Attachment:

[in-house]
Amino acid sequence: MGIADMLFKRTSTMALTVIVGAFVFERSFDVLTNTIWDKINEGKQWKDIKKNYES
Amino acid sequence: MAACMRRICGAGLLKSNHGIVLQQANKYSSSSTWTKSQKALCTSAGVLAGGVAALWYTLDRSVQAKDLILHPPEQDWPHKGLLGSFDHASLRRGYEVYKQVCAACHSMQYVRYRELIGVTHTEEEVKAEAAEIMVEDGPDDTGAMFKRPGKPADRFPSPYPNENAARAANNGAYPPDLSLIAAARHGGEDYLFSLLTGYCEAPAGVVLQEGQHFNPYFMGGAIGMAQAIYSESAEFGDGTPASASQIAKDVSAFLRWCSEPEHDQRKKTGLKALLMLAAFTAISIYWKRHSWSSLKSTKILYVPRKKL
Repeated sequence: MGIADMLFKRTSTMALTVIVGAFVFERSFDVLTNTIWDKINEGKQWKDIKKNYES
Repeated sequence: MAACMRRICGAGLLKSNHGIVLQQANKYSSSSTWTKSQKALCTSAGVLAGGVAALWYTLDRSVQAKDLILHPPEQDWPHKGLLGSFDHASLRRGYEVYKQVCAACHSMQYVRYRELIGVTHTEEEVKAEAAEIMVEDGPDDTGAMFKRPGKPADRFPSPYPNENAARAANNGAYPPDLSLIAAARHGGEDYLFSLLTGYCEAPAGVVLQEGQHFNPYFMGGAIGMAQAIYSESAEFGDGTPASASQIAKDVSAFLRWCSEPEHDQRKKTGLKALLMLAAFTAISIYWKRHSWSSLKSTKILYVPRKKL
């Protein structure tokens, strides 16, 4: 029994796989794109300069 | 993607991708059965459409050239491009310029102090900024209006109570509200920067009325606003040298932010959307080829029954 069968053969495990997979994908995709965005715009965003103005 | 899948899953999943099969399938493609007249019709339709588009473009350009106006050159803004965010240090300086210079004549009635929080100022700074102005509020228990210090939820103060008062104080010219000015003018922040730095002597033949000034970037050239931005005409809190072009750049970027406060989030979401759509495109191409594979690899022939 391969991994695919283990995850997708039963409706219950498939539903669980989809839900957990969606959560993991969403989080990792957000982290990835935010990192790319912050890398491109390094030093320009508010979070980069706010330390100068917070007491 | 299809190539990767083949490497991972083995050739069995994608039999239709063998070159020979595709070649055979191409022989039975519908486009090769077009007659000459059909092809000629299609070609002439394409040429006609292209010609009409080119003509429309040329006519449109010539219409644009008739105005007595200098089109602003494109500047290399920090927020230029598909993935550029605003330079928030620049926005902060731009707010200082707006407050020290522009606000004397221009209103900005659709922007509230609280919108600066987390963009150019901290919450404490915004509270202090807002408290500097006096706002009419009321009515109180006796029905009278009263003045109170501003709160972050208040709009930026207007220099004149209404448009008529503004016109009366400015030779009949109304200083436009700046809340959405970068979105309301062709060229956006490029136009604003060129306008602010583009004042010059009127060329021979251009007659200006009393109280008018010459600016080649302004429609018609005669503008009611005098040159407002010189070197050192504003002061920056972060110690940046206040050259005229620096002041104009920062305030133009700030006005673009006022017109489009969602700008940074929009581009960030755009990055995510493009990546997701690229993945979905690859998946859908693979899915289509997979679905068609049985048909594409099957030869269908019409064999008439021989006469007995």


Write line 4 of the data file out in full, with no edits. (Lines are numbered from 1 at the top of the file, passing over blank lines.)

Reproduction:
Repeated sequence: MGIADMLFKRTSTMALTVIVGAFVFERSFDVLTNTIWDKINEGKQWKDIKKNYES